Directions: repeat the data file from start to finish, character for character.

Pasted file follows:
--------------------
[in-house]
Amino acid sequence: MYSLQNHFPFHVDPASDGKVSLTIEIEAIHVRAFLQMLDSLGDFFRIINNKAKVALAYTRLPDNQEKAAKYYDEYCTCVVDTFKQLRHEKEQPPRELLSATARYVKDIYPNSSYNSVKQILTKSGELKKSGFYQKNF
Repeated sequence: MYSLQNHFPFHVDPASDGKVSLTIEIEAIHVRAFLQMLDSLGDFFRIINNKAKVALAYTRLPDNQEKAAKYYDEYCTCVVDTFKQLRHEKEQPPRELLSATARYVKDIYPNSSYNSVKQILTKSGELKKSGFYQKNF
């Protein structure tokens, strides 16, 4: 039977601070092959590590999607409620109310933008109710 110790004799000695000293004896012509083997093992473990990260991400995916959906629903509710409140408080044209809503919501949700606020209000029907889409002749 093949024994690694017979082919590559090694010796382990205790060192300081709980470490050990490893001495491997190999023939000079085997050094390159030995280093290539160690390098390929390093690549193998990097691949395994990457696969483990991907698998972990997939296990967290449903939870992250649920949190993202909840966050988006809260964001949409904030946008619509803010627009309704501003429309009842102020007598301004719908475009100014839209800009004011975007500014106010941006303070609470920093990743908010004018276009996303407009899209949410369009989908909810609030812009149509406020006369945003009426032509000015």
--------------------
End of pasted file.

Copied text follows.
[in-house]
Amino acid sequence: MYSLQNHFPFHVDPASDGKVSLTIEIEAIHVRAFLQMLDSLGDFFRIINNKAKVALAYTRLPDNQEKAAKYYDEYCTCVVDTFKQLRHEKEQPPRELLSATARYVKDIYPNSSYNSVKQILTKSGELKKSGFYQKNF
Repeated sequence: MYSLQNHFPFHVDPASDGKVSLTIEIEAIHVRAFLQMLDSLGDFFRIINNKAKVALAYTRLPDNQEKAAKYYDEYCTCVVDTFKQLRHEKEQPPRELLSATARYVKDIYPNSSYNSVKQILTKSGELKKSGFYQKNF
């Protein structure tokens, strides 16, 4: 039977601070092959590590999607409620109310933008109710 110790004799000695000293004896012509083997093992473990990260991400995916959906629903509710409140408080044209809503919501949700606020209000029907889409002749 093949024994690694017979082919590559090694010796382990205790060192300081709980470490050990490893001495491997190999023939000079085997050094390159030995280093290539160690390098390929390093690549193998990097691949395994990457696969483990991907698998972990997939296990967290449903939870992250649920949190993202909840966050988006809260964001949409904030946008619509803010627009309704501003429309009842102020007598301004719908475009100014839209800009004011975007500014106010941006303070609470920093990743908010004018276009996303407009899209949410369009989908909810609030812009149509406020006369945003009426032509000015």